Global institutional investors have dramatically raised their ambition to achieve net zero in their real asset portfolios over the last 12 months. Our poll of more than 1,100 global institutional investors shows that 51 per cent of pension funds and insurance companies are now planning to achieve net zero in their portfolios by 2050 - up 12 percentage points on last year's study.
These investors represent over €2 trillion of assets under management and span 56 countries across Europe, North America and Asia, so they have a major influence.
At the same time, they are increasingly aware of the stark challenges they will face in becoming net zero across infrastructure, real estate and private debt investments.
Environmental pressures are described as ‘discouraging' by more than 80 per cent of the institutions polled, which will give governments around the world pause for thought as they pursue the twin goals of net zero and ‘building back better'.
On the one hand, investment in infrastructure is seen as key in driving job creation; at the same time, investment in new infrastructure is seen as the asset class likely to pose the biggest obstacle to institutions achieving net zero.
Even with retro-fit increasingly in vogue, investors see sustainability challenges in real estate, with the higher costs of improving properties' environmental credentials currently adding to steep materials and labour costs on new developments.
The good news is that in the space of a year, global institutional investors have rapidly raised their game in the way they tackle sustainability issues. Warnings that there is no time to waste in minimising the effects of the climate emergency have concentrated minds beyond alignment to global agreements and more direct action.
Clever financing solutions have jumped to the fore ahead of measures like carbon offsetting as investors begin to deliver real world answers to major challenges.
So, just how have real assets fared during the past year in the face of the twin threats of COVID-19, and the knock-on impact on economic activity, and the climate emergency?
Real estate has held up far better during the COVID-19 pandemic than after the global financial crisis, with overall values falling by seven per cent compared with 44 per cent between October 2008 and March 2009.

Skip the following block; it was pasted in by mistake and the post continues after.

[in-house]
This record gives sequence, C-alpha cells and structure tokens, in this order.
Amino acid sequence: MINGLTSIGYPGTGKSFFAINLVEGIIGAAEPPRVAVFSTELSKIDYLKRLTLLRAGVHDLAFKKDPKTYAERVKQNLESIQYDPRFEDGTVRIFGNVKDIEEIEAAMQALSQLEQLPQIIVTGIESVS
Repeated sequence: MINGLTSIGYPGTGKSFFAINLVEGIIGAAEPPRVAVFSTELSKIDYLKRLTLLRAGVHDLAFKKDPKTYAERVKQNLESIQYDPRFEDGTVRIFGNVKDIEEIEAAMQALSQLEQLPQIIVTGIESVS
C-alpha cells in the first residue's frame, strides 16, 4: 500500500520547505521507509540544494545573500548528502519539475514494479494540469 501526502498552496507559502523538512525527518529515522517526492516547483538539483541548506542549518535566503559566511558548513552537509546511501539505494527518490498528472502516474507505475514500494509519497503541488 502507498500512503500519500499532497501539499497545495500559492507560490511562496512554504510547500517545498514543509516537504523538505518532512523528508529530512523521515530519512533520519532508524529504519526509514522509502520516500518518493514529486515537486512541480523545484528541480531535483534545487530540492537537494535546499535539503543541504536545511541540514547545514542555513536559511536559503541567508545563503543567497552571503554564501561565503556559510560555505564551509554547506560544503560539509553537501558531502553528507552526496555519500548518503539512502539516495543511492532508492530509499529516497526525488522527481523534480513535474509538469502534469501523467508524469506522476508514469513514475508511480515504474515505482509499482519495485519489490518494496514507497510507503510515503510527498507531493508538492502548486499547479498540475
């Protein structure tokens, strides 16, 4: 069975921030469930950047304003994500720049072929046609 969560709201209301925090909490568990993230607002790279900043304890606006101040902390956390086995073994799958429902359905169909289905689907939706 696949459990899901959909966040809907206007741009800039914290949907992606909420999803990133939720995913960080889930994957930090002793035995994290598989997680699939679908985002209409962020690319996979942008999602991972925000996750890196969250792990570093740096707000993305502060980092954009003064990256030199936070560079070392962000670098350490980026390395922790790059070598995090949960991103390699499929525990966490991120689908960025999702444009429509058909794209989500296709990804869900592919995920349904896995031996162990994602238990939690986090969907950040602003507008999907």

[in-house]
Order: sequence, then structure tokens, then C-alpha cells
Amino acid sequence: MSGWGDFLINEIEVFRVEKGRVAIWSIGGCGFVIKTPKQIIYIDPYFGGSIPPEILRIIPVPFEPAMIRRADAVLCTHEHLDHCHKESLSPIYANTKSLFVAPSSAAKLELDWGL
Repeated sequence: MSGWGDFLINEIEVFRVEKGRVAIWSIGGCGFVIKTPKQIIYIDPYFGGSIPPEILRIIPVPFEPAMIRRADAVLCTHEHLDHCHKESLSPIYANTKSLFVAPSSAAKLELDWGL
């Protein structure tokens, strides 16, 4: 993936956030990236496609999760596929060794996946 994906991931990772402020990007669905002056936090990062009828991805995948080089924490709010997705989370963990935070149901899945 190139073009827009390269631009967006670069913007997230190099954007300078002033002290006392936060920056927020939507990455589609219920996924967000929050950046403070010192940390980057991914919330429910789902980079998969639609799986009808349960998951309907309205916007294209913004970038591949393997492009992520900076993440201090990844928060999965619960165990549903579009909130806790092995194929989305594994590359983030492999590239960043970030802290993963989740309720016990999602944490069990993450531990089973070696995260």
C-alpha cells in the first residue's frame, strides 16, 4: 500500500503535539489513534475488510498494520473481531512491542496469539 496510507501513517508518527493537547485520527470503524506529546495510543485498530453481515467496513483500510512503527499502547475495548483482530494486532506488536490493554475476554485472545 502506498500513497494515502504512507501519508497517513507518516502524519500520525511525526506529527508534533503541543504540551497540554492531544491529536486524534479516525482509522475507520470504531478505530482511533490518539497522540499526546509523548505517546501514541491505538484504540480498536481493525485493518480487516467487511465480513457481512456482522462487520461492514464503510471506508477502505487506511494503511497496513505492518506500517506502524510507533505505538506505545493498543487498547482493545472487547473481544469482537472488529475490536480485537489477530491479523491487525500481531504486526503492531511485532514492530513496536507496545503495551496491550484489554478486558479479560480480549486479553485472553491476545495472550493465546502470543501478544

While all real estate values broadly fell at the same rate in 2008-2009, there have been some strong performers during the pandemic, mitigating some of the steeper losses. And although global real estate adviser CBRE is forecasting a 5.3 per cent decline in UK office rents in 2021 and a 9.5 per cent fall on retail rents this year, it reckons warehousing will boom with 59 million square feet of new space needed by 2025. It also forecasts that house prices will rise by 5.9 per cent this year(1).
Infrastructure also has its strong points, with investment in digital proving robust even as transport-related assets have taken a once-in-a-generation hit.
Aviva Investors' Real Assets House View 2021(2) explained that greenfield infrastructure benefits from an attractive risk premium, which digital infrastructure and rural broadband are particularly well positioned to capture.
This is due to growing demand for data and opportunities in the sector, with the added bonus of supporting economic activities in rural locations. There are risks, however, with the selection of the right technology and operating partners for greenfield infrastructure considered crucial.
Overall, investment in real assets has continued to rise around the world despite the pandemic. Almost half of global institutional investors expect to increase investment in real assets over the next 12 months. Robust income streams and reinvention triggered by COVID-19 in infrastructure and real estate are among the drivers for this growing interest.
Our previous two studies in 2019 and 2020 showed the sector coming of age, with global institutional investors recognising the attractiveness of its long-term, stable cashflows and an illiquidity premium over more traditional, liquid assets.
The last 18 months spanning the COVID-19 pandemic have shown real assets are valued just as much for their defensive qualities, consistent performance and relative lack of volatility compared to equities and traditional fixed income investments.
(2) https://www.avivainvestors.com/en-gb/about/ company-news/2021/02/aviva-investors-real-assets-house-view-2021
This post was funded by Aviva Investors